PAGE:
None of this kept him from being a powerhouse in the Senate, as he had been in the House. He upheld the tradition of Texas senators who are national figures, but not, in his later years, the tradition that Texas senators tend to Texas' interests. He co-sponsored the Gramm-Rudman effort to reduce the budget deficit, he rewrote the nation's financial services law, and he led the attack on the Clinton health care plan. But his legislative credits and legendary fundraising ability did not avail him in his short-lived 1996 bid for the White House. His constant attack mode fit the Reagan years but not the Clinton years. That his style had begun to wear thin even in Texas was apparent at a huge pre-announcement fundraiser in Dallas, when George W. Bush and Kay Bailey Hutchison received much louder ovations than Gramm at his own event.
Gramm's departure has caused almost as much dysfunction in his home state as his arrival in the Senate did, only this time it is in his own party rather than in the opposition's. Many Republicans wanted Gramm to step down early so that Governor Perry could fill the seat with a Hispanic who would help offset the appeal of Democratic gubernatorial candidate Tony Sanchez. But Perry wanted railroad commissioner Tony Garza and Gramm wanted San Antonio congressman Henry Bonilla, and eventually the backroom politics spilled onto the front page, with open speculation about an inducement to Gramm for leaving early, such as the soon-to-be-vacant Texas A&M presidency. One can only wonder what made Perry think he could win a staring contest with Phil Gramm, who was born with his eyeballs set in concrete; in any event, the deal seems to be off for good. Meanwhile, the empty Senate seat has set off a game of musical chairs, with Republican officeholders debating which job they really want to hold.
Gramm's decision to step down raises the stakes for the 2002 elections enormously. For the first time since 1992, the GOP will not have a previously elected governor or senator at the top of its ticket. The Democrats, who only two years ago offered Gene Kelly as their standard-bearer against Hutchison, are in the process of assembling a credible slate of candidates with the prospect of energizing Hispanic and black voters (see Politics: "Minority Report," page 62). Two rival theories about the future of Texas politics will be tested next year: One is that the demographics are so much on the Republicans' side at this moment that, barring a scandal, there just aren't enough votes in Texas to elect any Democrat right now; the other is that Texas continues to be a state where personality matters more than party, so that a Democrat with a strong personality and message (and sufficient funding) can win. The era of undisputed Republican hegemony, which seemed so inevitable, is now less than certain.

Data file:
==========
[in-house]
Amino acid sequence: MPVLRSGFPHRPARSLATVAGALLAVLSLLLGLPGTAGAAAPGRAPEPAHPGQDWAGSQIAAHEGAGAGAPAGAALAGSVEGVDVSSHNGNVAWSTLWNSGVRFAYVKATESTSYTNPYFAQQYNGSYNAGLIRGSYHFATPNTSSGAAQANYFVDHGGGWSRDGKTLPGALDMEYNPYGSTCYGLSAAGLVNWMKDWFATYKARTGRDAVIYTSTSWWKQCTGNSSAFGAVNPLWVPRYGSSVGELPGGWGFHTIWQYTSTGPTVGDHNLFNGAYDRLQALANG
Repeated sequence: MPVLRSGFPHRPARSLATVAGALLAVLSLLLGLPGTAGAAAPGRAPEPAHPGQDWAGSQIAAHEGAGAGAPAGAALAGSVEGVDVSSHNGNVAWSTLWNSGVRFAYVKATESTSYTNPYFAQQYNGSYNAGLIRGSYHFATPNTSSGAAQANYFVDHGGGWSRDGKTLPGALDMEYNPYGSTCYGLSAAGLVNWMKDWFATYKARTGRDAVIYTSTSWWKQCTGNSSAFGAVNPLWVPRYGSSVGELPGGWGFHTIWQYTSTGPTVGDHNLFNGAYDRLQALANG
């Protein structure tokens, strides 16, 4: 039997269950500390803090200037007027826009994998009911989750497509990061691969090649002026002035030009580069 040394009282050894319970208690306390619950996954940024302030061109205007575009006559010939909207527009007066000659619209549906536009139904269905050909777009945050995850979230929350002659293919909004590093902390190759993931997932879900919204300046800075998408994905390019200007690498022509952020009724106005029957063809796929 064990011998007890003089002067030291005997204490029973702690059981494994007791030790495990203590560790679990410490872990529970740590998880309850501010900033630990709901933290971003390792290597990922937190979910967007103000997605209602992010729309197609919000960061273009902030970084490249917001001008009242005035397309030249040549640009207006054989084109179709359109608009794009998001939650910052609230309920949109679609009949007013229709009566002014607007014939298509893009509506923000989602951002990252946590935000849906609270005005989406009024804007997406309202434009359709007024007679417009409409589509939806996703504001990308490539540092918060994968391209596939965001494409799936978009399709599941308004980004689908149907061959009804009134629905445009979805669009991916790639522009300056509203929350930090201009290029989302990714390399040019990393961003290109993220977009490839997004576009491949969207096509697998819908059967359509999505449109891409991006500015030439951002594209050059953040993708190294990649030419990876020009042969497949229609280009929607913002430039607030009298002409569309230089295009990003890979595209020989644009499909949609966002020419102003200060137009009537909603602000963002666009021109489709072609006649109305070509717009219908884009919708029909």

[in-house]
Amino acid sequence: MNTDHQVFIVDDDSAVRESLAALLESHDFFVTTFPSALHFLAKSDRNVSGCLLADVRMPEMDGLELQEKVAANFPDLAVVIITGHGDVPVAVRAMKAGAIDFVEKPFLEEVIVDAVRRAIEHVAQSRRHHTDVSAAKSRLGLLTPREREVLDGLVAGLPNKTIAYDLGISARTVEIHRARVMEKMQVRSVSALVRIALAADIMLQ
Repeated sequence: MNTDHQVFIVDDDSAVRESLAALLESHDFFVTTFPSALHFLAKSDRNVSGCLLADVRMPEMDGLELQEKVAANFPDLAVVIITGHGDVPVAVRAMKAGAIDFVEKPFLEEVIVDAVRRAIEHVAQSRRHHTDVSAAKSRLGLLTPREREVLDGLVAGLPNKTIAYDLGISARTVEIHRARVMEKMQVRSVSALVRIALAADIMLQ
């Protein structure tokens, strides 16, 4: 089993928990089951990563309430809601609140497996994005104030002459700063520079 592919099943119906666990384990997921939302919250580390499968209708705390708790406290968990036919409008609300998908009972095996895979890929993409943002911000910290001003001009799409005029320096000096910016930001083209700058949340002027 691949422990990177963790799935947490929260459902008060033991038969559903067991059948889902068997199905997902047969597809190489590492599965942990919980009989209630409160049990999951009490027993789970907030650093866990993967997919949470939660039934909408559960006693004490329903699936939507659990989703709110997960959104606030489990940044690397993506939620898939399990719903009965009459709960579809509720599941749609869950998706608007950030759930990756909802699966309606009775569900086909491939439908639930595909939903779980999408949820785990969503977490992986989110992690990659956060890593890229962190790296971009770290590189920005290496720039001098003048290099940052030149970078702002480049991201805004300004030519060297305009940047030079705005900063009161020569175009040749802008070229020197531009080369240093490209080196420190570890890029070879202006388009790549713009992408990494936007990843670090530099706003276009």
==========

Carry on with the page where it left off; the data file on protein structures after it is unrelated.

What will voters be looking for in 2002? The horrific events of September 11 will have a lot to say about that. Maybe we will turn away from ideological zeal, having become all too familiar with the damage it can do. Maybe we will emerge from this crisis with a new appreciation of the importance of leadership. This elusive quality is what Phil Gramm ultimately lacked, and what all the millions of dollars he raised could not buy. And it is what George W. Bush has to demonstrate in abundance.